Description of the intervention
The NICE guidelines on venous thromboembolic disease (NICE 2012a) recommend that all patients diagnosed with a first episode of unprovoked VTE (DVT or PE) should undergo a history and physical examination directed to detecting an underlying malignancy, and further tests guided by the history and examination including blood tests (complete blood count, serum calcium and liver function tests), urinalysis and chest X-ray. If none of these initial investigations confirm signs and symptoms of cancer then further tests including an abdomino-pelvic computerised tomography (CT) scan (and a mammogram for women) are recommended in patients over 40 years (NICE 2012a).
Complete blood count is a test that measures the number of red cells, white cells and platelets in the blood. This test can diagnose certain conditions including polycythaemia, anaemia, leukocytosis, leukopenia, thrombocytosis and thrombocytopenia, all indicators for various cancers (Tefferi 2005).
Serum calcium tests indicate hypercalcaemia, an elevated calcium level in the blood greater than 2.6 mmol/L. Hypercalcaemia affects between 10% to 40% of cancer patients at some time during their disease (Mundy 1997). The type of malignancies associated with hypercalcaemia include solid tumours such as breast and squamous cell lung cancer and haematologic malignancies such as multiple myelomas (Muggia 1990).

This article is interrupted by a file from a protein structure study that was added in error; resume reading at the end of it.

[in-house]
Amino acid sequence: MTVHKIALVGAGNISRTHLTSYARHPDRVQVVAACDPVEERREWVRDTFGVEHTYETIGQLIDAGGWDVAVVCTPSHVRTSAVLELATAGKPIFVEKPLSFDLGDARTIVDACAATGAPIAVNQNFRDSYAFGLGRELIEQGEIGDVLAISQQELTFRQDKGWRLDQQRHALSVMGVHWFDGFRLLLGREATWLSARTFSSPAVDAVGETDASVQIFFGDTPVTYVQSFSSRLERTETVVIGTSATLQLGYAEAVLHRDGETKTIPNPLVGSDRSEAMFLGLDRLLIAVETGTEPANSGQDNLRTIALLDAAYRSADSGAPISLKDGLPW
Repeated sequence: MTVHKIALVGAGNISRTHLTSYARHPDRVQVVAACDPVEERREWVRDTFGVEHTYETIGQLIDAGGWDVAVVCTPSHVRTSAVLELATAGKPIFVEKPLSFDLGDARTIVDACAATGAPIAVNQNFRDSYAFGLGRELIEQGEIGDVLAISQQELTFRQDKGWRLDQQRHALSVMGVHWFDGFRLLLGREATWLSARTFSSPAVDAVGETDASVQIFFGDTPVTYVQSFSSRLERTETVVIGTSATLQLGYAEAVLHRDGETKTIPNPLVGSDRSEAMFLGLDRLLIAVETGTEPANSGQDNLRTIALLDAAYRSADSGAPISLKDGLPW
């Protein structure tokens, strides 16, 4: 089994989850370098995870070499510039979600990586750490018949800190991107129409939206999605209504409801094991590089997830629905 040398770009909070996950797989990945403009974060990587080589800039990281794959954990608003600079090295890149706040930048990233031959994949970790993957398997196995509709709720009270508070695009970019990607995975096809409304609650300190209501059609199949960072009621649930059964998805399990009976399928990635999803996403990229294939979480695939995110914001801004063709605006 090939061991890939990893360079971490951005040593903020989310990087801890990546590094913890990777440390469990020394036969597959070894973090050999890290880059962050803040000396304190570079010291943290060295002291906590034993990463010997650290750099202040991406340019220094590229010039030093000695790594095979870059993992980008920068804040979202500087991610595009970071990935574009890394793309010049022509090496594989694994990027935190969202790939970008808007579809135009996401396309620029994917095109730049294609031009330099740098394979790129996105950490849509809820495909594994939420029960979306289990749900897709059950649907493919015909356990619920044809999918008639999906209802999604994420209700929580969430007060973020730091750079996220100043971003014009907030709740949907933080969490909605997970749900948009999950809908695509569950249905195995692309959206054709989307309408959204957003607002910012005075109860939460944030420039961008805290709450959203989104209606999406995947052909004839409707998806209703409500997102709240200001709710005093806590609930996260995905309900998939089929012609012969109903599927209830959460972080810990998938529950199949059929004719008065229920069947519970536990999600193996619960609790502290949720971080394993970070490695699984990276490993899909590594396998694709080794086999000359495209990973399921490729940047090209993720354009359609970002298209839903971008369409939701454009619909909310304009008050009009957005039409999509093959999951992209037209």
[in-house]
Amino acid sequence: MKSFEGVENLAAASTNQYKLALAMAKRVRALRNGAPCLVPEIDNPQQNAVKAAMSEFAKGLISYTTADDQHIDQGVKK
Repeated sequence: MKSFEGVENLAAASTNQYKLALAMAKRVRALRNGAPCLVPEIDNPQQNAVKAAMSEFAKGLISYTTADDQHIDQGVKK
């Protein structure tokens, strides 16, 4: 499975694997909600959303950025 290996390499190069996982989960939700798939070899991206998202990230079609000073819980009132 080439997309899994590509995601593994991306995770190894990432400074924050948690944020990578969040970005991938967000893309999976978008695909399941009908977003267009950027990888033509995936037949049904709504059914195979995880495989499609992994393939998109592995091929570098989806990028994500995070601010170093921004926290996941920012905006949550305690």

The liver is a common site of metastases. Liver function tests are a group of tests used to determine evidence of liver damage. Liver function tests look for levels of enzymes, proteins and compounds made by the liver including alanine aminotransferase (ALT), aspartate aminotransferase (AST), alkaline phosphatase (ALP), gamma-glutamyl transferase (gamma GT), ammonia, bilirubin, albumin, prothrombin and fibrinogen (Limdi 2003).
Urinalysis is a simple test used to check urine for blood, protein and other substances. Blood in the urine (haematuria) is found in 80% to 90% of patients with bladder cancer (Fritsche) while high levels of protein in the urine (proteinuria) is found in 50% to 60% of patients with renal cell carcinoma (Motzer 1996).
Tumour markers refer to substances found in the blood, urine or body tissues which, when elevated, are indicative of cancers including breast, colorectal, gastrointestinal, ovarian, lung and pancreatic cancers as well as glioma, lymphoma and leukaemia. The most commonly used tumour marker is the prostate-specific antigen (PSA) blood test used to detect prostate cancer in men (Sturgeon 2009).
Sputum cytology refers to the analysis of sputum to detect the presence of a pulmonary malignancy and is most commonly used to detect lung cancer cells.